One man in Louisiana recently faced federal drug charges. The man was expected to plead guilty to these serious drug charges. The criminal charges are connected to a reported methamphetamine-related conspiracy in which he took part.
Authorities said the conspiracy involved importing and then selling at least 50 grams of meth throughout last year. The man was indicted by a grand jury for his part in the conspiracy in early December 2015. Six other people were also indicted at that time.
A U.S. district judge was expected to accept the man’s guilty plea, which would then move the trial for the other six individuals facing charges related to the alleged conspiracy. These charges include distributing meth, the use of a communication device to further a crime, and conspiracy. These six individuals decided to plead not guilty to their charges. If this group of individuals ends up being convicted, prosecutors said they would attempt to seize various properties that might be traced to the group’s alleged drug-sale proceeds.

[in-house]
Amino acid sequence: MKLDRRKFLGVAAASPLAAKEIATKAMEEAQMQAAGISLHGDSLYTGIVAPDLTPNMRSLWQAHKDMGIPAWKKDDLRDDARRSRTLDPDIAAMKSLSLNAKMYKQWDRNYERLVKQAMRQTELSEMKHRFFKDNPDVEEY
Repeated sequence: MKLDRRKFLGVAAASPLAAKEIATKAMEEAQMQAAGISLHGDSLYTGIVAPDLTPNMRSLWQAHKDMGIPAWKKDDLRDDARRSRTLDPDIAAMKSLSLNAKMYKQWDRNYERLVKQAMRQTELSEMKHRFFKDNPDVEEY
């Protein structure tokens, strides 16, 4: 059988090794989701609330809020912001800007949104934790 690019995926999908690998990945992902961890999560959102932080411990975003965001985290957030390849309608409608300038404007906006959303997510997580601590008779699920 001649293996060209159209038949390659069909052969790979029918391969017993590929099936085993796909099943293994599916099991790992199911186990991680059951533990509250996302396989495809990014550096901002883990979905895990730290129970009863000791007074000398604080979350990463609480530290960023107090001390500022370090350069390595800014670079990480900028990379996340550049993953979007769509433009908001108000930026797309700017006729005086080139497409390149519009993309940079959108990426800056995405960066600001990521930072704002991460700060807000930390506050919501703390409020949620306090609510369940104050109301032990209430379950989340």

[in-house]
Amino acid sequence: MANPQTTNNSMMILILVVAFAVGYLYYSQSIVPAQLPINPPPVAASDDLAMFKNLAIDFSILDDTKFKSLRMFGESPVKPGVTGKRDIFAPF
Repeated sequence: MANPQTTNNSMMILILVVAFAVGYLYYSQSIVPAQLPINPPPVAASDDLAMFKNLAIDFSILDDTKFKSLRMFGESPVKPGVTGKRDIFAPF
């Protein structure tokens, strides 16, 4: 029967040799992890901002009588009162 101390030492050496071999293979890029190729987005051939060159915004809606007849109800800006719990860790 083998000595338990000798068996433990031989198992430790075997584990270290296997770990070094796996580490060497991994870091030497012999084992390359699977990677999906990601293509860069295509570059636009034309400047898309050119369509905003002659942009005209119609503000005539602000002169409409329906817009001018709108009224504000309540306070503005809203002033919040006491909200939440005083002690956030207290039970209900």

Federal drug charges have to be proved beyond a reasonable doubt by the government in Louisiana; otherwise, no conviction can be secured. A person accused of committing drug-related crimes has the right to go to trial to vigorously fight the charges or to seek to negotiate a plea deal with the prosecution. A plea agreement might lead to lesser charges and/or a lighter sentence for the accused individual. The individual’s criminal defense will pursue an outcome that is in his or her best interests while also ensuring that his or her rights are upheld during all stages of the criminal proceeding.
Source: dailycomet.com, “Terrebonne Parish man set to plead guilty to drug charges”, Brett Barrouquere, Jan. 31, 2016